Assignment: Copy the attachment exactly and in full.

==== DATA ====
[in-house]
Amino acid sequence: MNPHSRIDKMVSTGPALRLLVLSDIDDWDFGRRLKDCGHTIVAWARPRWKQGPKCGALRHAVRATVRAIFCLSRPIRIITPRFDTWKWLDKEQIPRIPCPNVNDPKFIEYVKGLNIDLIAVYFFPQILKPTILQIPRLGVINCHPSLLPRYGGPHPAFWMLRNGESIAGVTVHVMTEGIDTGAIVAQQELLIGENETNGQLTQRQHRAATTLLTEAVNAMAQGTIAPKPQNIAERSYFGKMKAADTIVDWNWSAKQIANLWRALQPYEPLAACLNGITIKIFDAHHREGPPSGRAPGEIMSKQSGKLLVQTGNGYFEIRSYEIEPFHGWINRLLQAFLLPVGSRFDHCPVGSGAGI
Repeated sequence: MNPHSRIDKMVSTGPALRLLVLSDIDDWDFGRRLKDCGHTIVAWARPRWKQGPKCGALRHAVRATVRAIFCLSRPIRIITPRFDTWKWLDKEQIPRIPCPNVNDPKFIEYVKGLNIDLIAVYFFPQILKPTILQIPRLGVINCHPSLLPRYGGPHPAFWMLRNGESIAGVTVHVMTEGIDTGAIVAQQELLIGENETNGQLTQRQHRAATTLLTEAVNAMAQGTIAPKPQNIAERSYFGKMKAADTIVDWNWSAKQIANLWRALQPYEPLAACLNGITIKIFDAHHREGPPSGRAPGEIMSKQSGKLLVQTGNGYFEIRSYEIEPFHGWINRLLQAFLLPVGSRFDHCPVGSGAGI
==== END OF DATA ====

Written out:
[in-house]
Amino acid sequence: MNPHSRIDKMVSTGPALRLLVLSDIDDWDFGRRLKDCGHTIVAWARPRWKQGPKCGALRHAVRATVRAIFCLSRPIRIITPRFDTWKWLDKEQIPRIPCPNVNDPKFIEYVKGLNIDLIAVYFFPQILKPTILQIPRLGVINCHPSLLPRYGGPHPAFWMLRNGESIAGVTVHVMTEGIDTGAIVAQQELLIGENETNGQLTQRQHRAATTLLTEAVNAMAQGTIAPKPQNIAERSYFGKMKAADTIVDWNWSAKQIANLWRALQPYEPLAACLNGITIKIFDAHHREGPPSGRAPGEIMSKQSGKLLVQTGNGYFEIRSYEIEPFHGWINRLLQAFLLPVGSRFDHCPVGSGAGI
Repeated sequence: MNPHSRIDKMVSTGPALRLLVLSDIDDWDFGRRLKDCGHTIVAWARPRWKQGPKCGALRHAVRATVRAIFCLSRPIRIITPRFDTWKWLDKEQIPRIPCPNVNDPKFIEYVKGLNIDLIAVYFFPQILKPTILQIPRLGVINCHPSLLPRYGGPHPAFWMLRNGESIAGVTVHVMTEGIDTGAIVAQQELLIGENETNGQLTQRQHRAATTLLTEAVNAMAQGTIAPKPQNIAERSYFGKMKAADTIVDWNWSAKQIANLWRALQPYEPLAACLNGITIKIFDAHHREGPPSGRAPGEIMSKQSGKLLVQTGNGYFEIRSYEIEPFHGWINRLLQAFLLPVGSRFDHCPVGSGAGI